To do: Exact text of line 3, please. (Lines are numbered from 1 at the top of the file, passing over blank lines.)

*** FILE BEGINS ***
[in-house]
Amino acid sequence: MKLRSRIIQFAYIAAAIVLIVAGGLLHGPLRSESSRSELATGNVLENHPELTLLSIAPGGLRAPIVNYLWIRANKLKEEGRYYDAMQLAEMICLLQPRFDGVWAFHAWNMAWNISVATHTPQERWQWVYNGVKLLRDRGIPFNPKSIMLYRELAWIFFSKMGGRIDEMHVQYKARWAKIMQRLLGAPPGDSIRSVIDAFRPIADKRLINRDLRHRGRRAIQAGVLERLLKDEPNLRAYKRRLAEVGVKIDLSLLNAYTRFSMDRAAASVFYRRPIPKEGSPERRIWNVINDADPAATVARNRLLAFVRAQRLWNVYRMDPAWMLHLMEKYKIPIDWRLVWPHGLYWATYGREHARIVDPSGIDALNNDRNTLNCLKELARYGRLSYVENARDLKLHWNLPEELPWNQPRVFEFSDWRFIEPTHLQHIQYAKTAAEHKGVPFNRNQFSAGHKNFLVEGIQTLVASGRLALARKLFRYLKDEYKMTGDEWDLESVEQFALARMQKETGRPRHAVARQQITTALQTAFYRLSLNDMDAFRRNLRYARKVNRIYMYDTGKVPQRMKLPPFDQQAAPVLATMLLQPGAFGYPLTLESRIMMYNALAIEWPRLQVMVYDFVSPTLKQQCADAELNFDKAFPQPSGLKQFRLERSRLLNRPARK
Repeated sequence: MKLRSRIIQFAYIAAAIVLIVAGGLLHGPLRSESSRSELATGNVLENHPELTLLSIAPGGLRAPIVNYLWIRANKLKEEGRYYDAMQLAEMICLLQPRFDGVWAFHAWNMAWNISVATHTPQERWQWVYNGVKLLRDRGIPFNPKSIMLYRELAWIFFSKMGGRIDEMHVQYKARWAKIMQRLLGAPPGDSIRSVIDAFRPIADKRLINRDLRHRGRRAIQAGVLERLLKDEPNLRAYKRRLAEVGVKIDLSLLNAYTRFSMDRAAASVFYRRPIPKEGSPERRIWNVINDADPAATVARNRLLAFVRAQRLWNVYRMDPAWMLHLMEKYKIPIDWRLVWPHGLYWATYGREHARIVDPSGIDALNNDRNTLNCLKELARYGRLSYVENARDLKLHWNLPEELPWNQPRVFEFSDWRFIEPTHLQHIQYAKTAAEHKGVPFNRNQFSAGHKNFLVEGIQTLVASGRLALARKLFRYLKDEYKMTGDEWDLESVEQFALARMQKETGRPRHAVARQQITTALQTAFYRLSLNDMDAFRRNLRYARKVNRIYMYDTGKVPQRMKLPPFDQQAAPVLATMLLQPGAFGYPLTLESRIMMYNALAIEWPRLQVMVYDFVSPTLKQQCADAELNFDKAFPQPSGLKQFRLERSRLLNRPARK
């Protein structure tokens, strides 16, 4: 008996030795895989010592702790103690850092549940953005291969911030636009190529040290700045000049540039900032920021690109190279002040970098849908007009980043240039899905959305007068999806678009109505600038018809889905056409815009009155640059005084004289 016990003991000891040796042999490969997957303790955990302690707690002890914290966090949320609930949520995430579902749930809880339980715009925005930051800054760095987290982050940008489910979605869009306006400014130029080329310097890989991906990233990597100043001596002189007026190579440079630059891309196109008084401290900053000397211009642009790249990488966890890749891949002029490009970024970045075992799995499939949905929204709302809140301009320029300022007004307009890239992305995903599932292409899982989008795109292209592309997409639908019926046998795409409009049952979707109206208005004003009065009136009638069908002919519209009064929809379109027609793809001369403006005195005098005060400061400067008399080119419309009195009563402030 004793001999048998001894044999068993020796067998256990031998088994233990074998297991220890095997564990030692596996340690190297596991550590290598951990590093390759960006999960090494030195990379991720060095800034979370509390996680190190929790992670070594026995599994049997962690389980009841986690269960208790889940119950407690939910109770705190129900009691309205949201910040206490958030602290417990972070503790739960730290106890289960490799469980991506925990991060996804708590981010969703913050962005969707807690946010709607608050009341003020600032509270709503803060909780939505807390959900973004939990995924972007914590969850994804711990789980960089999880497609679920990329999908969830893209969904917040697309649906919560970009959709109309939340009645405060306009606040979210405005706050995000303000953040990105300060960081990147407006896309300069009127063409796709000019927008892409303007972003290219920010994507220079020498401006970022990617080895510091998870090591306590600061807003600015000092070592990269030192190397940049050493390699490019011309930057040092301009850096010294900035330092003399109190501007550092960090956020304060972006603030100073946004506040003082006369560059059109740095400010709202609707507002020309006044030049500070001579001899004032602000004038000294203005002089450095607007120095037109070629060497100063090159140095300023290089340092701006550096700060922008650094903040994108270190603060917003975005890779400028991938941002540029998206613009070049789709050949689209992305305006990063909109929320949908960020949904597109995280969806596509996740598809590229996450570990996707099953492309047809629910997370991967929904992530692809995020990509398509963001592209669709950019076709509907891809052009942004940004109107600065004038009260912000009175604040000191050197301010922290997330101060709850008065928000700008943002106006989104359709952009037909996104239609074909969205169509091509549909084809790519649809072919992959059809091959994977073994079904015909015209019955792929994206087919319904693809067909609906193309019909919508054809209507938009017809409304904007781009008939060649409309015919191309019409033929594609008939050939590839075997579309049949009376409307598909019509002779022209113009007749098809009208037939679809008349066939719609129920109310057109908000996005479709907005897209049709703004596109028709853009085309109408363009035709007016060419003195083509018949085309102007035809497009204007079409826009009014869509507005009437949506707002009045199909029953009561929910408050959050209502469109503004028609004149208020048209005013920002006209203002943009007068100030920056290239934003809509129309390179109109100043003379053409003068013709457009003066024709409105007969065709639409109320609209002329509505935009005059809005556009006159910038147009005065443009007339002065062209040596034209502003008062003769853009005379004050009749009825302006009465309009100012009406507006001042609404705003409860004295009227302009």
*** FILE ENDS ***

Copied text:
Repeated sequence: MKLRSRIIQFAYIAAAIVLIVAGGLLHGPLRSESSRSELATGNVLENHPELTLLSIAPGGLRAPIVNYLWIRANKLKEEGRYYDAMQLAEMICLLQPRFDGVWAFHAWNMAWNISVATHTPQERWQWVYNGVKLLRDRGIPFNPKSIMLYRELAWIFFSKMGGRIDEMHVQYKARWAKIMQRLLGAPPGDSIRSVIDAFRPIADKRLINRDLRHRGRRAIQAGVLERLLKDEPNLRAYKRRLAEVGVKIDLSLLNAYTRFSMDRAAASVFYRRPIPKEGSPERRIWNVINDADPAATVARNRLLAFVRAQRLWNVYRMDPAWMLHLMEKYKIPIDWRLVWPHGLYWATYGREHARIVDPSGIDALNNDRNTLNCLKELARYGRLSYVENARDLKLHWNLPEELPWNQPRVFEFSDWRFIEPTHLQHIQYAKTAAEHKGVPFNRNQFSAGHKNFLVEGIQTLVASGRLALARKLFRYLKDEYKMTGDEWDLESVEQFALARMQKETGRPRHAVARQQITTALQTAFYRLSLNDMDAFRRNLRYARKVNRIYMYDTGKVPQRMKLPPFDQQAAPVLATMLLQPGAFGYPLTLESRIMMYNALAIEWPRLQVMVYDFVSPTLKQQCADAELNFDKAFPQPSGLKQFRLERSRLLNRPARK